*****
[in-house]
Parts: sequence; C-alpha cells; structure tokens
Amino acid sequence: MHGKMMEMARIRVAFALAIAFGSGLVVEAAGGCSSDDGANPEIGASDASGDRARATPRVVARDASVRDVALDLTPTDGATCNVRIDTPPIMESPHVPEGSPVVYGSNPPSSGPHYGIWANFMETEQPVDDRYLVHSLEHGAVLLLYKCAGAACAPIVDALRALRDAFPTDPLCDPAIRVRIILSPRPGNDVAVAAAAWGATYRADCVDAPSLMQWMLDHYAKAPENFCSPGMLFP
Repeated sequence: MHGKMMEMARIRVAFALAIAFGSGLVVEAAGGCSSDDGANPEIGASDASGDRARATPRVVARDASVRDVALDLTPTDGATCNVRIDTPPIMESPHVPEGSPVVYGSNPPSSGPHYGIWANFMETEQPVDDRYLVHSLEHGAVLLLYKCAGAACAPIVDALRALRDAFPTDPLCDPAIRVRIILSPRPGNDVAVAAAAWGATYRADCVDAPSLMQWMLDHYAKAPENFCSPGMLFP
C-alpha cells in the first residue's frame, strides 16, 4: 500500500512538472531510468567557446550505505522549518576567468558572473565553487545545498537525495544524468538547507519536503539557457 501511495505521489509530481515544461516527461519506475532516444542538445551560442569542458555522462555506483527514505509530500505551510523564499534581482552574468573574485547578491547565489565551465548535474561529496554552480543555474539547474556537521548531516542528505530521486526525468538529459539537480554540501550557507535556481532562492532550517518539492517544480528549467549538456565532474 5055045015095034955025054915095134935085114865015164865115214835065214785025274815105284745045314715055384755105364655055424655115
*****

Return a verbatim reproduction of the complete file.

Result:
[in-house]
Parts: sequence; C-alpha cells; structure tokens
Amino acid sequence: MHGKMMEMARIRVAFALAIAFGSGLVVEAAGGCSSDDGANPEIGASDASGDRARATPRVVARDASVRDVALDLTPTDGATCNVRIDTPPIMESPHVPEGSPVVYGSNPPSSGPHYGIWANFMETEQPVDDRYLVHSLEHGAVLLLYKCAGAACAPIVDALRALRDAFPTDPLCDPAIRVRIILSPRPGNDVAVAAAAWGATYRADCVDAPSLMQWMLDHYAKAPENFCSPGMLFP
Repeated sequence: MHGKMMEMARIRVAFALAIAFGSGLVVEAAGGCSSDDGANPEIGASDASGDRARATPRVVARDASVRDVALDLTPTDGATCNVRIDTPPIMESPHVPEGSPVVYGSNPPSSGPHYGIWANFMETEQPVDDRYLVHSLEHGAVLLLYKCAGAACAPIVDALRALRDAFPTDPLCDPAIRVRIILSPRPGNDVAVAAAAWGATYRADCVDAPSLMQWMLDHYAKAPENFCSPGMLFP
C-alpha cells in the first residue's frame, strides 16, 4: 500500500512538472531510468567557446550505505522549518576567468558572473565553487545545498537525495544524468538547507519536503539557457 501511495505521489509530481515544461516527461519506475532516444542538445551560442569542458555522462555506483527514505509530500505551510523564499534581482552574468573574485547578491547565489565551465548535474561529496554552480543555474539547474556537521548531516542528505530521486526525468538529459539537480554540501550557507535556481532562492532550517518539492517544480528549467549538456565532474 5055045015095034955025054915095134935085114865015164865115214835065214785025274815105284745045314715055384755105364655055424655115